A lot of users of M1 Macs have reported disappointing transfer speeds with external SSDs using Thunderbolt 4 ports, and tests indicate that most Thunderbolt ports on M1 Macs do not support USB 3.1 Gen 2 – which means they don’t offer the maximum 10Gbps transfer speed that would be expected from Thunderbolt 4.
A 2021 16-inch MacBook Pro M1 Max, and a 2022 Mac Studio M1 Max, were used for the tests.
We have talked many times about the mess and the confusion caused by different USB-C devices, cables, and standards.
Also, there is a significant difference between the theoretical maximum speed and the actual maximum speed.
However, testing has shown that most Macs from Apple’s M1 series don’t support the USB 3.1 Gen 2 standard, making Thunderbolt transfers in theory and in practice slower than they should be.
A summary of the current speeds offered by different standards is offered by Eclectic Light.
- From USB 3.0 onwards, SuperSpeed USB is supported With a speed of up to 5 Gbps.
- Version 3.1 of USB 2 adds SuperSpeed+ at 10 Gbps with Version 3.1 of USB 2
- USB 3.2 adds two lanes of SuperSpeed+ at 10 and 20 Gbps to USB 3.0.
Mac Thunderbolt 4 ports have been tested on the M1 Mac
Howard Oakley, the director of Eclectic Light, conducted a series of tests using two M1 Mac computers:
- With a Mac Studio equipped with an M1 Max processor, 32 GB of memory, and a 256 GB internal SSD, all connected to an Apple Studio Display;
- A MacBook Pro with a 16-inch screen, 2021, with an M1 Pro, 32GB of memory, a 2 TB internal SSD drive, and a screen that is integrated into the laptop.
There are two ways in which the speed capabilities of a data connection can be determined. The first is by seeing what the machine reports as its theoretical speeds. The first thing Oakley did was to test this on Intel Macs to validate that the SSDs and cables he tested were compatible with each other.
Each of them was connected to an Intel Mac (including an iMac Pro) and it was verified that they were able to establish a 10 Gb/s SuperSpeed+ connection with these Macs.
There were two types of cables used: a certified Thunderbolt 4 cable and the USB-C (data) cables that came with the cases. To verify that each was working, we established SuperSpeed+ 10 Gb/s connections to an Intel Mac.
In the System Information, the USB data for the SSD in terms of connection speeds are taken from the SSD’s entry within the USB data.
The second step is to measure real-life performance
As described in Stibium’s Help reference, I used my free app Stibium, version 1.0 (55), which wrote a total of 160 files that ranged in size from 2 MB to 2 GB to a folder on the SSD being tested, and read those same files back (Series Write and Series Read Test as described in Stibium’s Help reference). During the test, we followed the procedures outlined as part of the ‘Gold Standard’ procedure.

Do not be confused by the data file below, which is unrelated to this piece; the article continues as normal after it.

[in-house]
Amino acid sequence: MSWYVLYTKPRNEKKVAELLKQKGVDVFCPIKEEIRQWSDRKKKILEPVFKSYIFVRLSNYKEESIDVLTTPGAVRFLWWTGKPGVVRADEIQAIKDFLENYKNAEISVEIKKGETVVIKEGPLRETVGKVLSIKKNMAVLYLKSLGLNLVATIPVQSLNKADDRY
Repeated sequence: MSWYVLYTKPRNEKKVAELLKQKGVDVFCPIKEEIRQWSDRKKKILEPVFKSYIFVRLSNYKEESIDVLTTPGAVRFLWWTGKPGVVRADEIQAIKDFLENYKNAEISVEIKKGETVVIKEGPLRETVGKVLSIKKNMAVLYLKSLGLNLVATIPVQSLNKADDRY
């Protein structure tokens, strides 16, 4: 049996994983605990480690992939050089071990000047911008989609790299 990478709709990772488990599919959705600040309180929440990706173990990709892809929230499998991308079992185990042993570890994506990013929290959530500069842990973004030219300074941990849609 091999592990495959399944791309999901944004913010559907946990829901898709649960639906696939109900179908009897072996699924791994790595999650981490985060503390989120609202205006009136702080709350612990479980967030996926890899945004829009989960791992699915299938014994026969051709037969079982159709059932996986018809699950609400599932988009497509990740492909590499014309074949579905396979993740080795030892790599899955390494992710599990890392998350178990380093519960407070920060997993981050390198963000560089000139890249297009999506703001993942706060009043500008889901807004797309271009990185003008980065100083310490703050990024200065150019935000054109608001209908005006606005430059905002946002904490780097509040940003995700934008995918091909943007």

It was again Oakley who found that real-life speeds were lower with the newer Apple Macs, comparing Intel and M1.
Conclusions about the M1 Mac
This piece discusses the actual speeds achieved, pointing to the following observations. One of the most glaring of these problems is that the fastest storage devices perform at about half their expected speeds; this issue appears to be present in all M1 Macs. Connecting a Thunderbolt 4 cable to the front USB-C port on a Mac Studio Max results in speeds below 10% of what is expected; even the latest Mac Studio models don’t support USB 3.1 Gen 2; even the latest Mac Studio models don’t support USB 3.1 Gen 2?
- At the moment, as far as I am aware, and since their release in November 2020, there appears to be no Thunderbolt port in any M1 model that fully supports Support for USB 3.1 Gen 2 with 10 Gb/s SuperSpeed+, or at least for SSDs.
- There are currently only two ports in M1 Macs that seem to support USB 3.1 Gen 2 fully, those on the front of the Mac Studio Max.
- There seems to be no problem with Thunderbolt ports on the M1 Macs being able to support 10 Gb/s SuperSpeed+ devices in a USB 3.2 port.
- As far as SATA/USB-C storage is concerned, the impact on performance is limited, as the transfer speeds will be reduced from an expected 500 MB/s to 400 MB/s. There is little chance that this will have a significant impact on Time Machine backups stored on external storage, as backup I/O is throttled anyway.
- The greatest impact is expected to be felt with external storage capable of transferring data at speeds approaching 10 Gbps, such as RAID arrays and NVMe SSDs connected via USB 3.1 Gen 2 rather than Thunderbolt 3. There is a high probability that expected transfer rates of 900 MB/s will be reduced to less than 500 MB/s in these cases, doubling the time needed to read a file.
- Those who have USB 3.1 Gen 2 devices should connect them to a Thunderbolt 3 Dock or to the USB ports of a Studio Display, where they should perform better than using a USB hub.
- Despite this shortcoming, all M1 Macs have been affected by this issue for over 18 months now. This bug should have been fixed over a year ago if it’s a bug in the firmware of either the Fabric core or the Fabric cores. It would have been smart for Apple to inform users and qualify its claim for the compatibility of these ports if it was a problem with the M1 series chips.
- Apple must look into why using a Thunderbolt 4 cable to connect a USB-C drive to a front USB-C port on the Mac Studio Max results in unusably poor performance, fewer than 10% of the transfer rates expected.
- In what has otherwise been a very successful transition to USB 3.1 Gen 2, one of the most shocking shortcomings is the lack of support for 10 Gb/s SuperSpeed+ in USB 3.1 Gen 2.
Apple has been contacted by the experts for comment, and we will update this post whenever we receive news related to this.